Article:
Slightly more than half of Rogue Sport buyers opt for AWD, and they’ll again get a crossover-traditional system that normally operates in front-wheel drive and shuffles power to the rear wheels to quell front-tire slip. It’s an aid in snow or on gravel, but despite a generous-for-the class 7.4 inches of ground clearance, the ’18 Rogue Sport won’t be suited for real off-roading. It will continue to handle with friendly confidence, thanks in large measure to the presence of an independent rear suspension. It’s just one of six vehicles in its 13-member competitive set to boast that feature; not even the Juke has an independent rear suspsenion. The relatively sophisticated underpinnings contribute to fine ride quality, as well. Only a darty feel to steering inputs at highway speed detracts from otherwise impressive road manners.

Will fuel economy improve?

Given no powertrain changes, highly unlikely. EPA ratings for the 2018 Rogue Sport were not released in time for this review, but expect them to repeat the 2017 numbers: 25/32/28 mpg city/highway/combined with front-wheel drive and 24/30/27 with AWD.

Those ratings would again be around par for the subcompact-crossover class, although they would fall short of those earned by the larger, heavier, and more powerful Rogue. Its gas-only version, which has 170 horsepower and 175 pound-feet of torque, rated 26/33/29 with front-drive and 25/32/28 with AWD for 2017. (Rogue’s gas-electric hybrid model rated 33/35/34 and 31/34/33, respectively). Nissan cites the sporty CVT calibrations designed to enhance the Rogue Sport’s sportier character, and also notes that the smaller crossover is not as aerodynamic as its larger cousin.

Will it have new features?

Aside from autonomous emergency braking as standard equipment, probably not. The Rogue Sport launched as a smartly equipped subcompact crossover, and the SL model in particular should return for ’18 with enough upscale features to sate most any tech- and style-conscious young couple. All models come with satellite radio and Bluetooth connectivity and support Siri Eyes Free. Also aboard for ’18 will be Nissan’s handy Easy Fill Tire alert that toots the horn when you’ve pumped a tire to the proper inflation.

SV models will again build on the S, including as standard keyless entry with pushbutton ignition, dual-zone automatic climate control, automatic headlamps, a power driver’s seat, and Nissan’s nifty Divide-N-Hide cargo-floor-panel system. In addition to aforementioned features, such as embedded navigation, expect the 2018 Rogue Sport SL to again include remote engine start, heated front seats and steering wheel, and Nissan’s Around View Monitor that aids close-quarters maneuvering by projecting a bird’s-eye image on the dashboard screen.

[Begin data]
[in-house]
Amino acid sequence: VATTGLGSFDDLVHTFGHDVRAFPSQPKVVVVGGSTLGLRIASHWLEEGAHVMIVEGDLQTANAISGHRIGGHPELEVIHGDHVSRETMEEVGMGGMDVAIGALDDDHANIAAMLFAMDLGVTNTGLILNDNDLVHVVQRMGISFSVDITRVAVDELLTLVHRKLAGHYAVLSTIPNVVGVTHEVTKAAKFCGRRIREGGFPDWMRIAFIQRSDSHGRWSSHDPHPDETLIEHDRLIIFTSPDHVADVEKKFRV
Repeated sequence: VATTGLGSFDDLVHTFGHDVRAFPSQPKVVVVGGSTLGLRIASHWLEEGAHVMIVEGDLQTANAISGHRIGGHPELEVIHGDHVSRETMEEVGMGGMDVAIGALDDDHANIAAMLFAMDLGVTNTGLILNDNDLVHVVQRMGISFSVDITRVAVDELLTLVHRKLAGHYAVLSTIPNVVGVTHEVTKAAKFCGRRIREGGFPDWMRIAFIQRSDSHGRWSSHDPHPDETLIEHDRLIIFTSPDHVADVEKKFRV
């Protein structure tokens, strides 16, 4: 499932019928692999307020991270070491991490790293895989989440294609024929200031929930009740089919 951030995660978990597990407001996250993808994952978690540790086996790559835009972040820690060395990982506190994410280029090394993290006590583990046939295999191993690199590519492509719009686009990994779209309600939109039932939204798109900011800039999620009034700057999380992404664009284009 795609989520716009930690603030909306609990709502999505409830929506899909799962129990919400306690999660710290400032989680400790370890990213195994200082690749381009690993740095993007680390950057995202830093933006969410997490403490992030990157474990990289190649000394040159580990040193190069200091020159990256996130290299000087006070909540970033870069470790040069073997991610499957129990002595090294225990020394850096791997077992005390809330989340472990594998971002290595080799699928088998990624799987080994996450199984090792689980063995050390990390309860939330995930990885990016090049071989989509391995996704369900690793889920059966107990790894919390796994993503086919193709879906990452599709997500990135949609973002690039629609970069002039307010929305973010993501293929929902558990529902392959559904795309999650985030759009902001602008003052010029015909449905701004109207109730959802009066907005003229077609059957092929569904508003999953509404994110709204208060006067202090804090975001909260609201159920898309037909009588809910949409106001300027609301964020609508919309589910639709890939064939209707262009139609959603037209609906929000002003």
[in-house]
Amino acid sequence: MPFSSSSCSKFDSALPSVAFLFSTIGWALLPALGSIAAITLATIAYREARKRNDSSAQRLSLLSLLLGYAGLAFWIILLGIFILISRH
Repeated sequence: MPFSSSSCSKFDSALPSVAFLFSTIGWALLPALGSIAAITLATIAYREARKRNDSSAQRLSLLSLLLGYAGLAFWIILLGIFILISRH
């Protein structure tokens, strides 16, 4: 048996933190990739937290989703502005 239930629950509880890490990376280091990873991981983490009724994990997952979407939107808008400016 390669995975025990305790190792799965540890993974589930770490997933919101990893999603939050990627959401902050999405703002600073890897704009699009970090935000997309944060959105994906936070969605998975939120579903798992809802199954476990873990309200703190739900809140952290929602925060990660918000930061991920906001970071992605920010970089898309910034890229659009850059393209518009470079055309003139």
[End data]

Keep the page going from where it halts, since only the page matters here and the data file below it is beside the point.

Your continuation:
On the safety front, expect some features to remain optional on the SV and SL and unavailable on the S. These include blind-spot warning with rear cross-traffic alert for the SV, and for the SL, those aids, plus lane-departing warning and automatic lane-maintaining steering. Autonomous emergency braking is a prerequisite for the industry’s most coveted safety award, Top Safety Pick+ status from the Insurance Institute for Highway Safety (IIHS). Top-trim Rogue SLs models equipped with it – as well as with LED headlamps – merit the award. The IIHS had not tested a Rogue Sport in time for this review, but the SL, which is the only model available with LED headlamps, would likely be the sole 2018 version to qualify. As of this review, the Mazda CX-3 was the Rogue Sport’s only direct competitor with Top Safety Pick+ status.

How will 2018 prices be different?

They’ll increase, under the influence of the newly standard autonomous emergency braking and normal model-year price inflation. Still, expect the ’18 Rogue Sport to again be among the more affordable subcompact crossovers. (Note that estimated base prices in this review include Nissan’s destination fee, which was $960 for the 2017 Rogue Sport.)

Estimated base price for the 2018 Rogue Sport S is $33,880 with front-wheel drive and $234,230 with AWD. For the ’18 Rogue Sport SV, it’s $24,480 with front-drive and $25,830 with AWD. And for the ’18 Rogue Sport SL, it’s an estimated $27,530 with front-drive and $28,880 with AWD.

Among key returning options, look for the S model’s Appearance Package to again include 17-inch alloy wheels for around $570. Expect the SV All-Weather Package to again include heated front seats and mirrors and a leather-wrapped heated steering wheel, plus remote engine start and fog lamps, for around $920. For model-year ’17, the All-Weather Package was required to order an SV with embedded navigation and blind-spot and rear cross-traffic warning, which were part of the $1,500 Premium Package.

The only way to get a 2017 Rogue Sport with autonomous emergency braking was to equip an SL with the $570 Platinum Package or the $2,280 Premium Package. Like the Platinum, the Premium package included all the available safety features, plus a power moonroof and LED headlamps.

When will it come out?

Expect a fall 2017 release date for the 2018 Rogue Sport.

Best competitors

Chevrolet Trax, Fiat 500X, Ford EcoSport, Honda HR-V, Hyundai Kona, Jeep Renegade, Kia Stonic, Mazda CX-3, Mini Cooper Countryman, Subaru Crosstrek, Toyota C-HR

What change would make it better?

Conveniences like a power liftgate, plus the ability to display and control your smartphone apps on the dashboard screen via Apple CarPlay and Android Auto. A higher-definition navigation display in place of the current, fuzzy and cartoonish graphics would be an upgrade.

About Chuck Giametta

This nationally recognized, award-winning writer brings to two decades of automotive testing and reporting for newspapers, books, magazines, and the Internet. The former Executive Auto Editor of Consumer Guide, Chuck has covered cars for, Collectible Automobile magazine, and the Publications International Ltd. automotive book series. This ex-newspaper reporter has also appeared as an automotive expert on network television and radio. He’s a charter member of the Midwest Automotive Media Association, the president of the Rocky Mountain Automotive Media association, and a juror for the annual Active Lifestyle Vehicle of the Year awards. Chuck writes from Colorado Springs, Colo. If you have a question for Chuck, write to him at [email protected]